News and Commentary

Texas Quietly Removed A Deeply Controversial Confederate Plaque From Its State Capitol

On Saturday evening, Texas officials at the State Preservation Board quietly and unceremoniously removed from the Texas State Capitol a Civil Rights-era plaque that misrepresented rudimentary Civil War history.

Since 1959, the Texas State Capitol had displayed a deeply controversial plaque erected by the Texas Division of the Children of the Confederacy. Entitled the “Children of the Confederacy Creed,” the polemical display expressly rejected slavery as the underlying root cause of the Civil War. The plaque read, in relevant part:

“We, therefore, pledge ourselves to preserve pure ideals: to honor our veterans; to study and teach the truths of history (one of the most important of which is, that the War Between the States was not a rebellion, nor was its underlying cause to sustain slavery), and to always act in a manner that will reflect honor upon our noble and patriotic ancestors.”

Texas officials from across the political spectrum had previously condemned the plaque’s inaccurate representation of slavery as something other than the prime cause of the Civil War. At last Friday’s State Preservation Board meeting, all board members—including the comparatively centrist House Speaker Dennis Bonnen and the firebrand Lt. Gov. Dan Patrick—voted for the plaque’s removal.

Previous debate had largely been relegated to the procedural intricacies regarding which relevant state actors had the proper legal authority to commence and ultimately execute the plaque’s removal. In November, Texas Attorney General Ken Paxton issued a legal opinion that lawmakers, the State Preservation Board, or the Texas Historical Commission could decide how to address a formal request for plaque removal.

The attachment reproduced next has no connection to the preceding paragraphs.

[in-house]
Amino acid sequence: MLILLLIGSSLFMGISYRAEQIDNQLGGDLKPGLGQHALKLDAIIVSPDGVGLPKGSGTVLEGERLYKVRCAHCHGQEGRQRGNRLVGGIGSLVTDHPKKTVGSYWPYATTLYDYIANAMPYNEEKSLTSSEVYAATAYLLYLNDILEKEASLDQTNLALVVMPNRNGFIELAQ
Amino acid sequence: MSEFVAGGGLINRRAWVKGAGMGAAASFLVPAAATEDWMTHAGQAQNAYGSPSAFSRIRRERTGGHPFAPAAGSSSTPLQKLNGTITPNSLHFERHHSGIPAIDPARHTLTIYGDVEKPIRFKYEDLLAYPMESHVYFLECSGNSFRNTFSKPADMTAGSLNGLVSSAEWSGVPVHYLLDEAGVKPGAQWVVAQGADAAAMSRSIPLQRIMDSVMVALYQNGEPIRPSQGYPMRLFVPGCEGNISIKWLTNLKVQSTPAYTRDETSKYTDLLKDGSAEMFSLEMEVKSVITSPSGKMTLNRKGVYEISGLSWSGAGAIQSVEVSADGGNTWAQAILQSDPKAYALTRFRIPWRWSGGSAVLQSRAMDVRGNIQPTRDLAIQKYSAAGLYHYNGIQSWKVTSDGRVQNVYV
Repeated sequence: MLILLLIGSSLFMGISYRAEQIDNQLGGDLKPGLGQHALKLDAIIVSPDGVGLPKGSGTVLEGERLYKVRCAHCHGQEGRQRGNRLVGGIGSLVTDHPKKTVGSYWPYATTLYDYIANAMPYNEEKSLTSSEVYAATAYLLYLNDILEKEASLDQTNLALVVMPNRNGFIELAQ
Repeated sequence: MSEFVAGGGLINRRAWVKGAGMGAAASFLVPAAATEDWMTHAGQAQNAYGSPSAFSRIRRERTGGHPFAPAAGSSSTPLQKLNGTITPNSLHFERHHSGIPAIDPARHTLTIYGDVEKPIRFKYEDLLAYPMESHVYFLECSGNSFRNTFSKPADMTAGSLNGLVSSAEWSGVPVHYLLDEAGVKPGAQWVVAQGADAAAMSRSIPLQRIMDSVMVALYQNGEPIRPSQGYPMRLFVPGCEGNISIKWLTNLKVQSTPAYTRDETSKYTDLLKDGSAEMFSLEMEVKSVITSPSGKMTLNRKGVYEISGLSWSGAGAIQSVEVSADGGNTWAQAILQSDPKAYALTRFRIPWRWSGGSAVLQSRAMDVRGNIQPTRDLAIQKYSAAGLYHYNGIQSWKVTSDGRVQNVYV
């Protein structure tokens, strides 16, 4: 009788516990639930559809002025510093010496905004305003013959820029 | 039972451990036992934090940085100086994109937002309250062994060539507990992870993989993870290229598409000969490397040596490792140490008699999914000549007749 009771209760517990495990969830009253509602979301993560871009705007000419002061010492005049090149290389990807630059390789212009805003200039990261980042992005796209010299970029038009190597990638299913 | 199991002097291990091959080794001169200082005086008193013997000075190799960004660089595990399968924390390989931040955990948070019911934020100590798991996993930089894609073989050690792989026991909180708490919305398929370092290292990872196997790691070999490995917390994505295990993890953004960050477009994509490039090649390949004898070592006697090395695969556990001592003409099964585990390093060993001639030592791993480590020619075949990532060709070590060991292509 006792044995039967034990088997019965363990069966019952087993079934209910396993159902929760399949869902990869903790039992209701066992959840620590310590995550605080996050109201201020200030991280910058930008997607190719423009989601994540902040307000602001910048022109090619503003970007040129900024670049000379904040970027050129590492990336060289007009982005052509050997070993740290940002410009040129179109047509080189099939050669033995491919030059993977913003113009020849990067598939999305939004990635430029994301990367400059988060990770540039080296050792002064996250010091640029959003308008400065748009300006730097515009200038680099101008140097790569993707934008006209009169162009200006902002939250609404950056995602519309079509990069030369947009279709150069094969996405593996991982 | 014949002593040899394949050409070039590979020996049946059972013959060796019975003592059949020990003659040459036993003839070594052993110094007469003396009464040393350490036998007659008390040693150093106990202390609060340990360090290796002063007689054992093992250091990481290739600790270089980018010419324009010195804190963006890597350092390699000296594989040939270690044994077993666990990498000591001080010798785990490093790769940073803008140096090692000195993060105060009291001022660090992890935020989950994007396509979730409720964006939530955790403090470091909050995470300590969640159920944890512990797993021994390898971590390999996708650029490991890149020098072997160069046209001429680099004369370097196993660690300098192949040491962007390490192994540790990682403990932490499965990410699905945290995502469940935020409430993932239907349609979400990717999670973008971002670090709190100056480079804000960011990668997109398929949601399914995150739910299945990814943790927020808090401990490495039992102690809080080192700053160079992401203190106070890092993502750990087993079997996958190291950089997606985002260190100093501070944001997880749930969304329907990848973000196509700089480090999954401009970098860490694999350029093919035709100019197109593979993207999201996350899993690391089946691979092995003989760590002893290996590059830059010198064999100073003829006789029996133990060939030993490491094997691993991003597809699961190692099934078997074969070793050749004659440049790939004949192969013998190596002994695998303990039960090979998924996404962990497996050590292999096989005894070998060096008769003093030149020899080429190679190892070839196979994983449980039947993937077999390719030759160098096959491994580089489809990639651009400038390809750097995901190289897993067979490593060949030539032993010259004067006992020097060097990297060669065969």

The Dallas Morning News reported:

The controversial marker was removed from its spot in the state Capitol on Saturday evening, State Preservation Board spokesman Chris Currens confirmed Monday. Agency staff performed the removal themselves, Currens said, and the plaque will be kept at its offices in downtown Austin until the State Preservation Board decides what to do with it later this month.

Eric Johnson, a Dallas Democrat in the Texas House of Representatives who had previously led the charge to remove the plaque, tweeted triumphantly on Sunday.

The removal of the plaque by the State Preservation Board marked an unexpectedly quiet end to a longstanding simmering issue in Texas political circles. Momentum for the plaque’s removal heated up last year, when Johnson launched the formal process for removal that led to Paxton’s legal opinion. The plaque had been prominently displayed for the myriad of visitors that the Texas State Capitol annually receives.

American historians are in almost uniform agreement that slavery was the leading cause of the Civil War. South Carolina, the first state to secede from the Union, noted in its December 1860 “Declaration of the Immediate Causes Which Induce and Justify the Secession of South Carolina from the Federal Union” that there was “an increasing hostility on the part of the non-slaveholding States to the institution of slavery.” The following month, Missisippi’s equivalent declaration unambiguously proclaimed: “Our position [of secession] is thoroughly identified with the institution of slavery—the greatest material interest of the world.”